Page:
Try saying that five times fast! Neo-Pythagoreanism is a real tongue-twister.
In any case, there were a lot of schools of thought in Colossae. The people were being pulled in many different directions, just as we are today by a variety of issues.
To people embroiled in fierce debates, Paul prays that they may “be filled with the knowledge of God’s will.” This is not philosophical knowledge, but instead it is practical knowledge. This wisdom is “the ability to choose right conduct,” says New Testament scholar Andrew Lincoln; “here in Colossians the wisdom and insight produced by the Spirit have an explicitly ethical dimension.”
Paul doesn’t want us simply to talk the talk. He wants us to walk the walk. That means you honor your marriage commitment, care for the children in your family and the wider community, try to see the image of God in people who have a different point of view, and then work together for the common good.
That’s the kind of ministry that will make for a better future. Ministry based on right conduct, grounded in wisdom that has an ethical dimension.
At the same time, we are challenged to “bear fruit in every good work” (v. 10). This means following Paul’s guidance to the Colossians in showing each other “compassion, kindness, humility, meekness and patience.” It means bearing with one another, forgiving each other, and — most of all — practicing love, “which binds everything together in perfect harmony” (3:12-14).
A friend of Frank May shows these qualities in the novel The Ministry for the Future. Frank is dying in Switzerland, near where this friend is working, so she visits him. “She realized that she believed, as much as she believed anything, that when someone was dying, it wasn’t right that they be left alone, stuck in a bed, attended only sporadically by nurses and doctors. That wasn’t proper; it wasn’t human; it should never happen.”
And so, this friend turned Frank’s room into her office. She stayed with him, doing her work while playing jazz on a music box, day after day after day.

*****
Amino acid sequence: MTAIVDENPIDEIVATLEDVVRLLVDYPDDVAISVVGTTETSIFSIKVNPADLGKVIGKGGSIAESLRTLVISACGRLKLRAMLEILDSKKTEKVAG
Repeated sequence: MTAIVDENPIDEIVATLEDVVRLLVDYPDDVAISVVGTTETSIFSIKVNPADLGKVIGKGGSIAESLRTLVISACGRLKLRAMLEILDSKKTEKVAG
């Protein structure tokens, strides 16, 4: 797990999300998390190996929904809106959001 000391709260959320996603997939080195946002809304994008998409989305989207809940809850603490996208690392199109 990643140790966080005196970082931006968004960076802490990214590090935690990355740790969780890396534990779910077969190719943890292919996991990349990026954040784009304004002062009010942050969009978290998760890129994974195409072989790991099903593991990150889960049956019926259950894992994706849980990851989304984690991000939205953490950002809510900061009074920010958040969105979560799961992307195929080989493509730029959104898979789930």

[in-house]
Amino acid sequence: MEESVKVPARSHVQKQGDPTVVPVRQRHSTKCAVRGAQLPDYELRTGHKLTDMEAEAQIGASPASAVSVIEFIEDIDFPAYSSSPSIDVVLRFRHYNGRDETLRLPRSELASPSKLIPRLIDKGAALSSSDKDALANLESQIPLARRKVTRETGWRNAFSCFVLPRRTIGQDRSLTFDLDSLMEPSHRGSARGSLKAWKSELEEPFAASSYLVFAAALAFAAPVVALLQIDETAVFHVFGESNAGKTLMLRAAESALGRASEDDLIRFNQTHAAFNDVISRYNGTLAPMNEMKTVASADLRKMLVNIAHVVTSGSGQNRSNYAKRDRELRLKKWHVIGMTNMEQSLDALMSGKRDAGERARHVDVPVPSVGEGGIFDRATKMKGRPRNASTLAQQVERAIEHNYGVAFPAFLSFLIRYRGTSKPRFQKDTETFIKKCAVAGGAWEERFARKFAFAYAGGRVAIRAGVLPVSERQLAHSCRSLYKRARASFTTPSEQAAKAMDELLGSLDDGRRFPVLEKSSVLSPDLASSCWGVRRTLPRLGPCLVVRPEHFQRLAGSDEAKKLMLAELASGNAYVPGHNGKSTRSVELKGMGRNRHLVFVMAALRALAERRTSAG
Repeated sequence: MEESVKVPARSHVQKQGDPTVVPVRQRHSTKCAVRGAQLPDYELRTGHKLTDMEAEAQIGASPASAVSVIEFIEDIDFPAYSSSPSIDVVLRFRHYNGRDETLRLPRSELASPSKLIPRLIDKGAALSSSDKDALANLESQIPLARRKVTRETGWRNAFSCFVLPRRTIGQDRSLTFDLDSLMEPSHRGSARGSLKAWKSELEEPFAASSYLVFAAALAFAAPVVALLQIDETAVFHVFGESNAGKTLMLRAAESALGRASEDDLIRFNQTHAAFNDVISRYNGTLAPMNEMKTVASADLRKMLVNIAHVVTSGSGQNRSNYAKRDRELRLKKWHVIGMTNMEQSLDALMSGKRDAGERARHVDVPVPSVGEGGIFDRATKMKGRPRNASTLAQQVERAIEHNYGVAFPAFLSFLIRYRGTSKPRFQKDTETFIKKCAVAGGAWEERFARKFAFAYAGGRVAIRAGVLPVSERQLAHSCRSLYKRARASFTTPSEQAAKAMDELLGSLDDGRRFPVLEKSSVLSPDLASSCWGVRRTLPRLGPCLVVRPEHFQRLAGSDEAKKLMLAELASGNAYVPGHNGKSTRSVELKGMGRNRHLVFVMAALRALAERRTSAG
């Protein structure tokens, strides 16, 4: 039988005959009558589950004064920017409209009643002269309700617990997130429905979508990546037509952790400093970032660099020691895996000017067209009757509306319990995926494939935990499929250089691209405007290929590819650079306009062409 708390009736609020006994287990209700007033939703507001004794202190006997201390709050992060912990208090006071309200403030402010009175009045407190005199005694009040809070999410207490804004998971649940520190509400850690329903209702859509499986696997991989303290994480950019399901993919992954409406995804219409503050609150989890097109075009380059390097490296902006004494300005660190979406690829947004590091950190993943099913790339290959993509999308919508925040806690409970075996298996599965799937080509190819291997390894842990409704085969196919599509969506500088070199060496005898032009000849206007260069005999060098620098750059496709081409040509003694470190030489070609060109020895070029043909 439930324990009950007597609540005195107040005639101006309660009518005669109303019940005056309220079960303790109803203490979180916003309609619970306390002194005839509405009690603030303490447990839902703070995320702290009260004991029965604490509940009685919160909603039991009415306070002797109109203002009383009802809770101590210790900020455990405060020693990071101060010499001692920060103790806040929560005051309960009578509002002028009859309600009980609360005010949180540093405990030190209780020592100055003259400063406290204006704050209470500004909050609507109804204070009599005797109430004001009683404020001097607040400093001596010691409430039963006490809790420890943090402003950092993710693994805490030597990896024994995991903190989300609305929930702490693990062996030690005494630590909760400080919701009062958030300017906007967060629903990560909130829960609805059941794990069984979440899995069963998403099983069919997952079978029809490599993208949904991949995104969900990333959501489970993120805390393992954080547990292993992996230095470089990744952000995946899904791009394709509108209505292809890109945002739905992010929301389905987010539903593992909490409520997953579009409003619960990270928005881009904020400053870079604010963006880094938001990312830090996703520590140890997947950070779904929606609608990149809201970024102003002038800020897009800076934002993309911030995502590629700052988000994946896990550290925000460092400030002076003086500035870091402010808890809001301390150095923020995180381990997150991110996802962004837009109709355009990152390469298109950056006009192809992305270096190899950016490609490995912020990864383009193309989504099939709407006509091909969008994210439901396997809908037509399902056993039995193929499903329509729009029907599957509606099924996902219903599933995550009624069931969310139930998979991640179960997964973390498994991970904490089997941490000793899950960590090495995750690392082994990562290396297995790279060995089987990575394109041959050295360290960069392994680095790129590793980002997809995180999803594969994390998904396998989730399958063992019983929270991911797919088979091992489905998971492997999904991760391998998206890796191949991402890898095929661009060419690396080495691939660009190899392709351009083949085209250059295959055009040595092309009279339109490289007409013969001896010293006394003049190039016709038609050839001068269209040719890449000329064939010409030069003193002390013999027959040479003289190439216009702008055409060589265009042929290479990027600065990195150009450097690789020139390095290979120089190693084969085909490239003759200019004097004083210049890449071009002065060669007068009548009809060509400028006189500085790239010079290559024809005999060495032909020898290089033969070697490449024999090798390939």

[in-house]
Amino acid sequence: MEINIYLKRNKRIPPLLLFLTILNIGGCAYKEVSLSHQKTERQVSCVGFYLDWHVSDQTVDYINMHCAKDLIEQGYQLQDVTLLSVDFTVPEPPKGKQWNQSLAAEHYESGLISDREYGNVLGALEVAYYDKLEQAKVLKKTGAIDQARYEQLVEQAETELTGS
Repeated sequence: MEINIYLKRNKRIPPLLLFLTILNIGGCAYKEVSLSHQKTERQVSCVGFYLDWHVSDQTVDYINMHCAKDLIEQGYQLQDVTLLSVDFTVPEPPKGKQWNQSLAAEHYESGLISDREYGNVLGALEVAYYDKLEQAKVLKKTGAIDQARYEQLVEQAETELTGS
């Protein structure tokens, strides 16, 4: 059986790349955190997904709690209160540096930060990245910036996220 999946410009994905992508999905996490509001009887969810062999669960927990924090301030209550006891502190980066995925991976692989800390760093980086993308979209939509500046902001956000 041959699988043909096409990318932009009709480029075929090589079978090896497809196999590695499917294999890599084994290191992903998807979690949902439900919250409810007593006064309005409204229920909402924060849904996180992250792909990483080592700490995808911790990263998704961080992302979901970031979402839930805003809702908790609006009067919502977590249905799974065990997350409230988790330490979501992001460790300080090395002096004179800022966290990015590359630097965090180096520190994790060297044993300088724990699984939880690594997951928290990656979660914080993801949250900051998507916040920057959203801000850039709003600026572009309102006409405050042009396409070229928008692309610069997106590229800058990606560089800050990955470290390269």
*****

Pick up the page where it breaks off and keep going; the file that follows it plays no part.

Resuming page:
That’s ministry — ministry for the future. Actions marked by compassion, kindness, patience and love.
But such actions are not merely individual efforts. They should extend to community conduct, becoming part of the fabric of congregational life, so that the church becomes what Paul calls “the body of Christ,” the hands and feet of Jesus in the world today (1 Corinthians 12:27). As the 16th-century mystic Teresa of Avila said:
Christ has no body but yours,
No hands, no feet on earth but yours,
Yours are the eyes with which he looks
Compassion on this world,
Yours are the feet with which he walks to do good,
Yours are the hands, with which he blesses all the world.
Yours are the hands, yours are the feet,
Yours are the eyes, you are his body.
Christ has no body now but yours.
Imagine yourself looking for a church 10 years from now. You walk through the front door, and you’re not sure whether the worship service is going to include praise songs, traditional hymns, or some new kind of Christian fusion music. But you are immediately greeted with kindness and compassion. You hear a message marked by wisdom and humility, one that helps you to “grow in the knowledge of God” (Colossians 1:10). And you get the feeling that love is what binds the church together in ministry and mission.
You are definitely going to want to be part of a congregation like that. It’s the kind of church that Paul envisioned in Colossae, in which people are rescued by God from the power of darkness and transferred “into the kingdom of his beloved Son, in whom we have redemption, the forgiveness of sins” (vv. 13-14). That’s a Christian community that future generations are going to need, so let’s start building a “Ministry for the Future” now.